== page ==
David Serra, ferryman of the world’s heritage

“Knowledge, experience, seriousness and passion.” With these few words, Barcelona gallery owner David Serra captures the qualities that define good experts. A specialist in African art, his interest is not limited to sub-Saharan cultures. Oceanian art, North or South American art, all the cultures of the world hold his attention.

“I am one of those who believe in the inherent quality of work of art and in what this expresses. If you like a piece, it doesn’t matter where it comes from […]. Art has no borders.”

He confides having been cultivating this passion for “exotic cultures” since being a child: “I remember that I was already obsessed with an Akwaba Ashanti doll from Ghana that was in my father's house. He acquired it in the 1960s in Paris.” His mother, also a great traveller and collector, was selling ethnographic jewellery at the time. Growing up surrounded by these objects from all over the world, he visited the Folch Foundation and the Ethnological Museum in Barcelona, and met Eudald Serra, the great Barcelona sculptor who fascinated him with the stories of his journeys.

Eyema Byeri Figure, Fang, Equatorial Africa, H.41 cm, XIXth century, Provenance: Collected before 1916 in south Cameroon by a German military - Loed Van Bussel, Amsterdam - G. Gili-R. Amoros Collection, Barcelona.

After studying law and philosophy, he decided to devote himself to his “true passions”, travelling and the art of world cultures. His career took him all over West, East and Central Africa where he settled for long periods. There, he organised specialised trips during which he deepened his knowledge of the cultures of these regions, visited museums and collections and devoured specialised literature. When his wife Mercedes changed career path in 1998, their decision was made: they would open two venues dedicated to their passion, one in Sant Cugat del Vallès and another on Paseo de Gracia, in the heart of the Catalan capital. In 2004, they opened a new gallery in the Borne district where they organise thematic exhibitions and conferences in collaboration with the Barbier-Mueller and Picasso museums in Barcelona. “From the very beginning, we have tried to select pieces that meet our criteria of authenticity and quality.”

Zande Harp, DRC, H. 97 cm, 19th century, Collected by Crosiers fathers of Vicariat at Bondo around 1925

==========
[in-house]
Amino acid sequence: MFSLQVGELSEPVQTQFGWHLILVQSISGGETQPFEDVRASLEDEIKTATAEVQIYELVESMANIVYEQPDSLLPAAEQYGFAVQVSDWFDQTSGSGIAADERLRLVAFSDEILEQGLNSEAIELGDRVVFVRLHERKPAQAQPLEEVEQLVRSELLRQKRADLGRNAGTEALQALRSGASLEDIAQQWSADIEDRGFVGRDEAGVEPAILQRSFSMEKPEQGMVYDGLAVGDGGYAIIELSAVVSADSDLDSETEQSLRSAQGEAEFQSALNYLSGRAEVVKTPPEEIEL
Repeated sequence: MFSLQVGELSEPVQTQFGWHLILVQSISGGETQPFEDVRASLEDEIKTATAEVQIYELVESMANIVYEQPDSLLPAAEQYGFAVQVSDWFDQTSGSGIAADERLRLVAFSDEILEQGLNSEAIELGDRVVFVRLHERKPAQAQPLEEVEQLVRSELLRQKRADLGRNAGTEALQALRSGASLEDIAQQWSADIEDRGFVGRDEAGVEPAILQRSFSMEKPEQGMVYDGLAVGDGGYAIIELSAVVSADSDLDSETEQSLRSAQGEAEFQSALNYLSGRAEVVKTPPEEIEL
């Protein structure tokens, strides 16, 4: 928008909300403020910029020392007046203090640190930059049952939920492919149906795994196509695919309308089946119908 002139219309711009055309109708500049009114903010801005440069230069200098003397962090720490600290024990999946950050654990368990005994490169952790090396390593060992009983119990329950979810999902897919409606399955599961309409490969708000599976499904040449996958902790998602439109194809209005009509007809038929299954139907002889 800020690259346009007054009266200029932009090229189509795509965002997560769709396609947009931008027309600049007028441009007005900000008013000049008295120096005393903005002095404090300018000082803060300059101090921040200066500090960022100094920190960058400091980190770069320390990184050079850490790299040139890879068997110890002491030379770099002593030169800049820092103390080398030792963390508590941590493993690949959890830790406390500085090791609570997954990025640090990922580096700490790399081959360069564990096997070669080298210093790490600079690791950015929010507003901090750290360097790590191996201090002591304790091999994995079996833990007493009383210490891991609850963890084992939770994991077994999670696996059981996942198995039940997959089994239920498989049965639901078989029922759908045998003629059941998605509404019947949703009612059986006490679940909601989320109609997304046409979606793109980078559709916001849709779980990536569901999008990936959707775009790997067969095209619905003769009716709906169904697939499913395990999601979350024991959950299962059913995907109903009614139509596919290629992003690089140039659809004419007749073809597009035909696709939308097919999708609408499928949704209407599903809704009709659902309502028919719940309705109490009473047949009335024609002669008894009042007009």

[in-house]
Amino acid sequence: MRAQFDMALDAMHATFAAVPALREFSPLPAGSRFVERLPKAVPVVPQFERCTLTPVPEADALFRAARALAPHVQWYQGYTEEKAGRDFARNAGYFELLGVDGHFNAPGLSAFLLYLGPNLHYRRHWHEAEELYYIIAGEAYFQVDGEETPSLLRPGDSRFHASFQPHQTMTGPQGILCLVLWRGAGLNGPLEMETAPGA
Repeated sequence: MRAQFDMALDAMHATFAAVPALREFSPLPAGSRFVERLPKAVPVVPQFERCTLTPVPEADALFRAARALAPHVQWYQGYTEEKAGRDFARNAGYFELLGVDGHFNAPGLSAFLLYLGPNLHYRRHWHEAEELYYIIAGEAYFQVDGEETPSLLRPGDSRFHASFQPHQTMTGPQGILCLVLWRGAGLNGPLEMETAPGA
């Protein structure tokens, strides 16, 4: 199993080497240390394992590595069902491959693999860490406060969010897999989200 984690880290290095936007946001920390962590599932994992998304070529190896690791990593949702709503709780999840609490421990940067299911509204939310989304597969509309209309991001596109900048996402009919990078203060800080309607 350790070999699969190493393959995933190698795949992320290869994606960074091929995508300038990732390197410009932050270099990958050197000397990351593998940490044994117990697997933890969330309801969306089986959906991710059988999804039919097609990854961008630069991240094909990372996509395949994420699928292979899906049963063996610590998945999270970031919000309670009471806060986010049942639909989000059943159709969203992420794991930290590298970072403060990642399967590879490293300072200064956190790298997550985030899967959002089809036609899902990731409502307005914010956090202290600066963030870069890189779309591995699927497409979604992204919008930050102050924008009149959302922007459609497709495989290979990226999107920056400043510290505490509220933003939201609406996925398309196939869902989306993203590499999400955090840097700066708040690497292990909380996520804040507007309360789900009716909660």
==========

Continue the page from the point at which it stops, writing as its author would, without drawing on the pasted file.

In order to adapt to the evolution of the market and its entry “in the virtual era”, he now think on new ways of displaying and selling. Together with his son, Ivan, he develops a digital platform to offer monthly virtual exhibitions to his collectors and visitors.

“Today, collectors are more eclectic and choose pieces also thinking about the space where they will present and enjoy them.”

“In our field, it is very important to have access to physical exhibitions so that the client can see the pieces in an optimal way, especially when it comes to three-dimensional sculptures. Given that at the moment exhibitions are extremely restricted, we have had to reinvent ourselves as gallery owners, trying to boost our activity by embracing virtual spaces.”

Bwende Power Figure, Congo Brazzaville, H. 17 cm, 19th – early 20th, Provenance: Christophe Tzara, Paris -Sotheby’s London 8 July 1969 lot 158 - Ralph A. Ellison, New York - Ron Nasser, New York - Daniel and Carmen Klein

It's also a way to adapt to the new demands of collectors. “Today, collectors are more eclectic and choose pieces also thinking about the space where they will present and enjoy them. Before, amateurs would collect objects of a specific theme or region, without necessarily taking into account where they were going to exhibit them.”

IToday, his key focus is transmission. “We must focus on passing on our passion and knowledge to collectors of other disciplines, so that they can realise that tribal art has been, and still is, fundamental in the history of art. "And to prevent tribal art from becoming too confined to itself.